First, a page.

March 11, 2017 at 12:51 pm
Did you also send this information to Cornyn and Cruz? They might respond to your plea. One of them might even vote for change.
Another Texas mom.
March 11, 2017 at 12:52 pm
I will be!
March 11, 2017 at 1:38 pm
Wax, you brought up the elephant in the room I have not seen anyone talk about. If individuals are given vouchers to pay for healthcare, but do not have the negotiating ability of insurance providers or Medicare, would they be expected to pay full cost with their vouchers? If so, almost no one would be able to afford more than an occasional well visit. Nobody would get a colonoscopy, a mammogram, or other expensive preventive/diagnostic procedure. SMH at the idiocy.
March 11, 2017 at 1:59 pm
Vouchers will be at set amounts that increase only based on age, not location or financial need. In rural areas, costs are higher and incomes are lower and they will be hit very hard…along with others that will definitely feel it as well. The current ACA subsidies are based on multiple factors and many receiving them will be put in an untenable situation if moved to the proposed voucher system.
March 11, 2017 at 2:58 pm
Your post is deeply moving. Bravo. As a Canadian, I can’t even begin to imagine how stressful and frightening it must be to live in a country without universal healthcare. I wish you, your family and your country all the best.
March 11, 2017 at 7:14 pm
I am sorry that your children require more medical care than you can afford, However, it is republican philosophy that no one shall be allowed to take any more out of medical coverage than they put in, It is simply unfair to the uber rich to expect them to cover your medical expenses, Thus, if you cannot pay for your children’s care you better plan to use the same bankruptcy options that the current president used to screw a bunch of banks to screw a bunch of medical providers. This is the American way right now. NO shared responsibility for anything, I guess in the end, you also have the option of allowing the children to expire. Then you will not have to worry about your credit rating.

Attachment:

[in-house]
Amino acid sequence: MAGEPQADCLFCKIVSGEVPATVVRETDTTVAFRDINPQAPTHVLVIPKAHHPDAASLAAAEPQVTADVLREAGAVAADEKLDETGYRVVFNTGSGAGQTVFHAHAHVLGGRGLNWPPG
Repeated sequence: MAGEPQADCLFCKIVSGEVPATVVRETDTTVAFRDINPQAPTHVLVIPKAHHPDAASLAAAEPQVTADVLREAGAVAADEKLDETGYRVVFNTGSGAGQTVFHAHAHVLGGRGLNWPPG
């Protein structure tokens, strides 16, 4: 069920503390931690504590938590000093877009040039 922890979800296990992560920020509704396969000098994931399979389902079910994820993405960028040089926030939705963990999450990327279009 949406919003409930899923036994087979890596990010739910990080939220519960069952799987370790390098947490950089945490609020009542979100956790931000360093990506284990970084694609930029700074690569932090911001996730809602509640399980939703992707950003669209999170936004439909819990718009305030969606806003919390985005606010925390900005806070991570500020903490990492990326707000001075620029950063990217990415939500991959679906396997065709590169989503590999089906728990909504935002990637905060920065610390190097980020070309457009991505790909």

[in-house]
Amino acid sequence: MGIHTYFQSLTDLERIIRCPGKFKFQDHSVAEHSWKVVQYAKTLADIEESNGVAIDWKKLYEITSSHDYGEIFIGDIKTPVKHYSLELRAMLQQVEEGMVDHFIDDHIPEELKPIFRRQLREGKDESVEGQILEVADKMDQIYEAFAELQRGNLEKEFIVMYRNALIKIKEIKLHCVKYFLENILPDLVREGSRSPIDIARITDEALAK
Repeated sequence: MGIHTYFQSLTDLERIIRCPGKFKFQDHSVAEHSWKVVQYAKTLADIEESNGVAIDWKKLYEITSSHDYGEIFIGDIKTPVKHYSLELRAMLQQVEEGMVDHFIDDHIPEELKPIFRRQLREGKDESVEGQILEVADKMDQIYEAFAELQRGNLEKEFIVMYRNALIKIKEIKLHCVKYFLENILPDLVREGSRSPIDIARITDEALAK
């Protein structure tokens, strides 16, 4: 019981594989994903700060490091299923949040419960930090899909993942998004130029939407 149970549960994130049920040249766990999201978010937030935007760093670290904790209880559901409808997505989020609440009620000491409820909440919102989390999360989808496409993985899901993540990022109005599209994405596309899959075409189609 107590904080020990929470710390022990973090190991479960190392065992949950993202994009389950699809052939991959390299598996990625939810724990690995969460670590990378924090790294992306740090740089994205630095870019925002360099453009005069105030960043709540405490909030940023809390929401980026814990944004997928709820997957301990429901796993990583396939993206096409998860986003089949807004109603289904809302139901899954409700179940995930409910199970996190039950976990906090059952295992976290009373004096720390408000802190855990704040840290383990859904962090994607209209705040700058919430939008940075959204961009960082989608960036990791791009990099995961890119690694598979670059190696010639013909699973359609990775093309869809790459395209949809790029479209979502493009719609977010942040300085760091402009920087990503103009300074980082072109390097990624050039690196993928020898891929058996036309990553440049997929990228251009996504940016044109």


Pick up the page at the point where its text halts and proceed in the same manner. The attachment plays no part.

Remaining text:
A good republican voter,
March 12, 2017 at 7:53 am
As long as insurance companies are left in the equation healthcare will be expensive, because they drive the cost for all, and they have boards and are expected to make a profit for shareholders . As a nurse For over 40 years, several years in administration, I have seen this evolve and the downstream negative effects on patients and nurses. Building a well care model on an infrastructure that does not have enough primary care providers, basing hospital payments on patient satisfaction (which drives up costs and drives down quality), government requirements of checklist charting which forces a nurse to focus on the documentation instead of the nursing process, all are driven by insurance and increased government oversight, and all were put in place to pressure physicians and hospitals to capitulate to single payer. Let’s cut to the chase and just go there. But before we do we better have the physician and nurse capacity to support that model, or the issue won’t be cost, but availability.
March 12, 2017 at 9:03 am
Excellent points all around. Thank you.
March 12, 2017 at 12:27 pm
Well said, and thank you, Kyla.
March 12, 2017 at 12:29 pm
Well said, and thank you, Kyla.